If you are for the first time on slopes, there are some things you can do to make your trip more enjoyable. It's also important to know what to expect when going skiing. In this guide, we'll discuss 5 tips for having a great ski holiday.
If you are going on a ski holiday, you will have to either learn how to ski, or you may want to improve your skiing. If you don’t know how to ski, don’t worry! The mountains are full of instructors who can teach you all the skills that you need.
Take it easy, you are there to have fun! Don't try anything too difficult when learning new things, as this could lead to injury. This means, do not overestimate your abilities on skis. At the end of the lesson, your instructor should give you a few tips on where you should continue skiing for the day.
If you think your instructor is a little too enthusiastic about making sure everyone knows what they’re doing, don’t worry. He wants to make sure that they have fun and learn as much as possible, so he can be a bit intense at times. Don't try anything too difficult outside the lesson. Your instructor is pushing you outside of your comfort zone, in a very controlled environment – although you might think otherwise.
Skiing is a wonderful way to enjoy the outdoors, but you need to make sure that you have everything ready before you go. Here's a list of some things to keep in mind:
• Get the right equipment. You'll need skis or snowboards, helmet and goggles, gloves and poles. If you're renting equipment for the first time, try it on beforehand so that when you get there it's quick and easy to pick up what's needed—and make sure it fits properly! Don’t be afraid to ask question on how to use it, or let the rental technicians know if something does not fit right. They want you to be as comfortable as possible and will do their best to make sure you have the right gear.
• Pack appropriate clothes. When packing for your ski trip make sure that everything is appropriate for the weather conditions so that when it comes time for some outdoor activity nothing gets dampened by unexpected rain showers or freezing temperatures at night–which could mean frostbite, but most likely only a very cold day! Use layers when you dress and allow for clothing which can allow ventilation. Your first couple of days will get rather warm.
• Drink water. This should not require any explanation, but dehydration on the slopes is real.Get yourself an easy to carry water bottle.
Remember that buying gear on the mountain attracts a premium.
At some stage on the slopes, you'll encounter some bad weather. You must be prepared for it—there's no hiding from the elements when you're on a mountain. Here are some tips for staying warm and dry in below-freezing temperatures:
• Wear layers (outer layer, middle layer, inner layer). If one layer gets soaked through with sweat or rain, it won't affect the others—you'll still be protected from the elements!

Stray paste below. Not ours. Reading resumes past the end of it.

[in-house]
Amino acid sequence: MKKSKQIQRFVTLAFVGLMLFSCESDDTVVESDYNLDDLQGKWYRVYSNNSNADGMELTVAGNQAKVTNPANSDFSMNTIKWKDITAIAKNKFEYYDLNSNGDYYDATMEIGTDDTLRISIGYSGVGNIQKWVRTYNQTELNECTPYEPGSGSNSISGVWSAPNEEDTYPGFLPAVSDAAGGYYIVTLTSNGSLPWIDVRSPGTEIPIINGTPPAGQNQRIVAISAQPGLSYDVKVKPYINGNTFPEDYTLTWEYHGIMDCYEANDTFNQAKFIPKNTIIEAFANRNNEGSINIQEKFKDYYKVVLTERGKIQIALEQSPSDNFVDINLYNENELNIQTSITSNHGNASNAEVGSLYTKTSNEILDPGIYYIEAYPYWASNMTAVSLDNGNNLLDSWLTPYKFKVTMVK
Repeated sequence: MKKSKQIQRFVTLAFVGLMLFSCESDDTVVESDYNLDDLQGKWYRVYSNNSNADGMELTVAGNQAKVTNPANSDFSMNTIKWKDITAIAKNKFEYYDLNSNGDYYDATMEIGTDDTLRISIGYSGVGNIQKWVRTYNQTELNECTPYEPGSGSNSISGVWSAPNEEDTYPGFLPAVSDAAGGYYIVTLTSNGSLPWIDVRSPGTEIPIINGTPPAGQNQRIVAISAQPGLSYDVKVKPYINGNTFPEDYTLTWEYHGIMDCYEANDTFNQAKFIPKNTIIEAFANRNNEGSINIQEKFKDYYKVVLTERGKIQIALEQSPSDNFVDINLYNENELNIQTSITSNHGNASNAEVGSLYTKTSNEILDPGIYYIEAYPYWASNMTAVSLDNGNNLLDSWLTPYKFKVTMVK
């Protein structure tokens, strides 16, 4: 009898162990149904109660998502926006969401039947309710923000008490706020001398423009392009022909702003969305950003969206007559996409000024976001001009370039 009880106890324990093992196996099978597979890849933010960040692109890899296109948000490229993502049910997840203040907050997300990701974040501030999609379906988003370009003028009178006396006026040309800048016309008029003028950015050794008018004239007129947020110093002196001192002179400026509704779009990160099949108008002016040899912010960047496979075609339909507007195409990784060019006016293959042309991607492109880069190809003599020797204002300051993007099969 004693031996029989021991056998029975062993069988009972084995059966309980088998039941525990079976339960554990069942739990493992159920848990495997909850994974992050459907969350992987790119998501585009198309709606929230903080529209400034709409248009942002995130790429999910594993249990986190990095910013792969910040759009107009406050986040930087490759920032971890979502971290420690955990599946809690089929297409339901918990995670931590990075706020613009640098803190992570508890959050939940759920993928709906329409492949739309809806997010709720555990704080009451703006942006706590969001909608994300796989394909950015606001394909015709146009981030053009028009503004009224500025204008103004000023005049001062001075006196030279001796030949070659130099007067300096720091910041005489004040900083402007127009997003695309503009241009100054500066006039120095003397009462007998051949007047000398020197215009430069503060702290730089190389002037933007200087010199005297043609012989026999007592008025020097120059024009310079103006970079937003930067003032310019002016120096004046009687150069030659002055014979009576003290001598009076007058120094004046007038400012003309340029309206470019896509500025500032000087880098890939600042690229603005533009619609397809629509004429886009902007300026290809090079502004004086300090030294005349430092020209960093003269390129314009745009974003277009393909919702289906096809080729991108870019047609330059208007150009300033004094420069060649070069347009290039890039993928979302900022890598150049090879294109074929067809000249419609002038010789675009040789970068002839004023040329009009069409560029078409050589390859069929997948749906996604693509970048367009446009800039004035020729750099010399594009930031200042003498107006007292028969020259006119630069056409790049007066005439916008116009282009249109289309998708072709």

• Wear waterproofs over your other clothes to help keep them dry. Most ski equipment has a waterproof rating. In case you do not have ski specific equipment, make sure you have waterproof layers.
• Keep your head warm with a beanie or a head sock. A scarf can also help keep warmth close by--it doesn't have to go around your neck!
Don’t be afraid to ask for help. If you find yourself feeling confused, frustrated, or simply lost, don't hesitate to ask the people around you.
A ski instructor can show you how to put on your equipment properly and teach you to ski. A lift operator will help figure out where you need to go next or how to use the lifts. The staff at the ski shop can advise on which brand of equipment is best for your needs. They may also have some tips about what type of shoe or clothing works best with certain styles of skis or snowboards (e.g., boots that fit well will allow for better performance). Finally, if all else fails and none of the above options work out for whatever reason—a fellow skier might be kind enough (and experienced enough) to help in getting back onto the right track. Remember that skiing is a very social activity.
For the first-time skier, taking a lesson is a no brainer. The pros will have you up and skiing in no time and you'll be able to enjoy your holiday without worrying about falling or being frustrated. Don’t try taking lessons from friends and family. You will be frustrated, they will be too, and remember, all of you are on holidays, so just enjoy. Ski lessons can be pricey, but they are cheaper than hospital bills or divorce lawyers.
In some cases, ski resorts will offer free beginner lessons (usually just one) if you sign up at the beginning of your stay.
Don’t stress! Skiing is supposed to be fun, so don’t let the details get in the way. If you follow these tips and keep your cool, you’ll have a great time on the slopes. And if not…well, maybe next year will be better?